Malawians Steven Monjeza and Tiwonge Chimbalanga made international headlines in 2010
A Muslim cleric has caused a stir in Malawi by proclaiming that gays and lesbians should be afforded their human rights, despite being sinners like witches and sex workers.
Onislam.net reported that Sheikh Mdala Ali Tambuli – described as a respected Muslim scholar – made the pronouncement during a workshop for religious leaders on sexual reproductive health and rights.
“As religious leaders, we saying nowhere in the Bible or the Qur’an is homosexuality supposed to be there or promoted. On the other hand, what we are saying is that people who are practicing this act are supposed to be served on three things: They are supposed to get protection, love and also we have to look after them, because they are human beings and are totally entitled to all human rights,” Sheikh Tambuli was quoted as saying.
He went on argue that gays and lesbians “are sinners just like those practicing witchcraft or sex workers” but asked, “if we protect and love these other sinners, why can’t we do the same with these people?”
The comments drew immediate condemnation from other Muslim leaders who slammed Tambuli’s stance.
Islamic scholar Dr. Imran Shareef told OnIslam.net: “The stand of Islam on homosexuality is very clear. It’s against the commandment of God.”
“We will therefore not depart from the teachings of our religion to advocate for the legalisation of same sex relationships just to please the majority.
“Instead, we are advocating for full enforcement of laws that criminalise homosexuality and have been in use for some time in this country. As Muslims, we can’t compromise the teachings of the Qur’an to accommodate the practice of homosexuality in the name of human rights,” he said.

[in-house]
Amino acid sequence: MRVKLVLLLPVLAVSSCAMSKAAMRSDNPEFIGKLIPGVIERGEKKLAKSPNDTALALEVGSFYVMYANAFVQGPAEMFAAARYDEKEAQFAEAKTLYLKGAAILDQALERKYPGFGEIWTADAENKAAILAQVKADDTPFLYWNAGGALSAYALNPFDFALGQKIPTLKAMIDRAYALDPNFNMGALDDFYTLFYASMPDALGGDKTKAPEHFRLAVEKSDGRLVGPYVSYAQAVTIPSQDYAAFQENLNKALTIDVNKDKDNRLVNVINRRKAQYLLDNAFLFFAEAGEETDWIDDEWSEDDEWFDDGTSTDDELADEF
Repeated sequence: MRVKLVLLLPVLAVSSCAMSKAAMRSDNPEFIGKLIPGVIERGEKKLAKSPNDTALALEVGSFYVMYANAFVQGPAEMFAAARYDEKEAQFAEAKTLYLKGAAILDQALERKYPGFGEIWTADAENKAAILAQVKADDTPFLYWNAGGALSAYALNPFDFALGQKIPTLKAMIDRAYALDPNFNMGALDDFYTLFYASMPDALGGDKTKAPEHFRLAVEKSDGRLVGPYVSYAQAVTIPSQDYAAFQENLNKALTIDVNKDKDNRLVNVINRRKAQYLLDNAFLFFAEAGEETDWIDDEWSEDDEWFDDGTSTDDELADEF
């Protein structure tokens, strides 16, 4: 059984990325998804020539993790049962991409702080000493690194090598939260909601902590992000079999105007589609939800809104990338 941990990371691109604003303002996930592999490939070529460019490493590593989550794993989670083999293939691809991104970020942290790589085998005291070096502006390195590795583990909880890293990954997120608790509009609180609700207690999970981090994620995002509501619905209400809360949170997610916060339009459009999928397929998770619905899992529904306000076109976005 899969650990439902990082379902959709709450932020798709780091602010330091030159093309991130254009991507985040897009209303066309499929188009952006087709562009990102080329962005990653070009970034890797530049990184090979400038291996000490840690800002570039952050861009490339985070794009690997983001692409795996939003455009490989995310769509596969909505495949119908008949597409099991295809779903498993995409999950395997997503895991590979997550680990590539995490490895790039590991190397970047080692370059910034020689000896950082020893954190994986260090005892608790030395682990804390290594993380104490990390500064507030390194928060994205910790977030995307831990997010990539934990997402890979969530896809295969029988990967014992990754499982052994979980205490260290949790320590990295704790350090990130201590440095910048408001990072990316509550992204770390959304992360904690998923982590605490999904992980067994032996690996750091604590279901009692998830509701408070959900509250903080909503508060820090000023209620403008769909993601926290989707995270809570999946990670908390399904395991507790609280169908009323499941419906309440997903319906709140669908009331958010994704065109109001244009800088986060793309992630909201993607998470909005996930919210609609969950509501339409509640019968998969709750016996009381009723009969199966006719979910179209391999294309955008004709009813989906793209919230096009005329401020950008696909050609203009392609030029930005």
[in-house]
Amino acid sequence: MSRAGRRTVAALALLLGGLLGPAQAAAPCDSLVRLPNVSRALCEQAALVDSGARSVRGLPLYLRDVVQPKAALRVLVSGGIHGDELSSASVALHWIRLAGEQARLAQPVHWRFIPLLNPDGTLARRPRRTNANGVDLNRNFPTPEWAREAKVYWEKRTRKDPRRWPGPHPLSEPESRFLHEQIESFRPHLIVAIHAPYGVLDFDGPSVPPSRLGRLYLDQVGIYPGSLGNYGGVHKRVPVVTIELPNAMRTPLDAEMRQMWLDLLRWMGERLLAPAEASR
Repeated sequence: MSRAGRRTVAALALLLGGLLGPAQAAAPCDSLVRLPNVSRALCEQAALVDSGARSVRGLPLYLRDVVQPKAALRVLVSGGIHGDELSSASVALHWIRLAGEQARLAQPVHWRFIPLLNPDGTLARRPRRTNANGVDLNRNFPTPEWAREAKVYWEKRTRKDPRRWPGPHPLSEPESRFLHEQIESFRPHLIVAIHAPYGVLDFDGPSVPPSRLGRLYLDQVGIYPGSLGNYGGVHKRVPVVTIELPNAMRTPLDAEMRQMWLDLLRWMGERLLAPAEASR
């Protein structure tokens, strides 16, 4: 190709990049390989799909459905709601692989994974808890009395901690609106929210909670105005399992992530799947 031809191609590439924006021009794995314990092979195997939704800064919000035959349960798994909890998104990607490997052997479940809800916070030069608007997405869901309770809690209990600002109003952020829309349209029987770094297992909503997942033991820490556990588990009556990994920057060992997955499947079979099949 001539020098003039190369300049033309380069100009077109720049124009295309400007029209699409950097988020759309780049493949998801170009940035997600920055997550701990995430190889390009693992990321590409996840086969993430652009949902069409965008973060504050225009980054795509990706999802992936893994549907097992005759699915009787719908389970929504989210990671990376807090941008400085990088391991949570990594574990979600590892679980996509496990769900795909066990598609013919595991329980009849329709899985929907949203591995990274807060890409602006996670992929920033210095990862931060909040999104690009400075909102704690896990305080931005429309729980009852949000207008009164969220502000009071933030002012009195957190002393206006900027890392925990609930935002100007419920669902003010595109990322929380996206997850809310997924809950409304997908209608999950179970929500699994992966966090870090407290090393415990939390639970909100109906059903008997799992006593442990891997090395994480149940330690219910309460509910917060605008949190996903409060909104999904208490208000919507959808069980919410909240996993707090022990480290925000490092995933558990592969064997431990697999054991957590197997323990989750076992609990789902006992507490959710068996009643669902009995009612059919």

In a statement, the Muslim Association of Malawi (MAM) also stated that the “interests of homosexuals have no place and basis in Islam”.
“We would like to inform the general public and other fair minded Sheikhs in Malawi that the issue of homosexuality is clearly categorised in the Qur’an as evil and sinful acts as evidently seen in the destruction of Sodom and Gomorrah during the time of Lut when such immoral practices existed,” said Sheikh Idrissa Muhammad, MAM’s National Chairperson.
“If Allah had wanted to guarantee the so called human rights to the homosexuals, then he wouldn’t have punished and destroyed Sodom and Gomorrah.”
“We would like also to remind the general public and all those advocating for the interests of those in same sex marriages is not only evil and sinful, but it is also illegal and criminalised under Sections 153 and 156 of the Penal Code (Laws of Malawi) therefore, supporting, aiding or abetting of nay illegal practice constitute a crime in Malawi,” added Sheikh Muhammad.
The status of these laws is in fact unclear. In May 2012, Malawi’s President Banda announced her intention to overturn the country’s ban on homosexuality.
In November 2012 it was reported that Malawi had “suspended” laws criminalising homosexuality pending a parliamentary vote, but three days later Attorney General and Minister of Justice Ralph Kasambara made a u-turn, saying, “There was no such announcement and there was no discussion on same-sex marriage.”
The issue of LGBT rights in Malawi was thrust into the international spotlight in 2010 when Tiwonge Chimbalanga and Steven Monjeza, were sentenced to 14 years imprisonment in Malawi on charges related to same-sex sexual conduct.
They were later pardoned following international condemnation and the personal intervention of United Nations Secretary-General Ban Ki-moon. Chimbalanga, who identified as a woman, was reportedly granted refugee status in South Africa.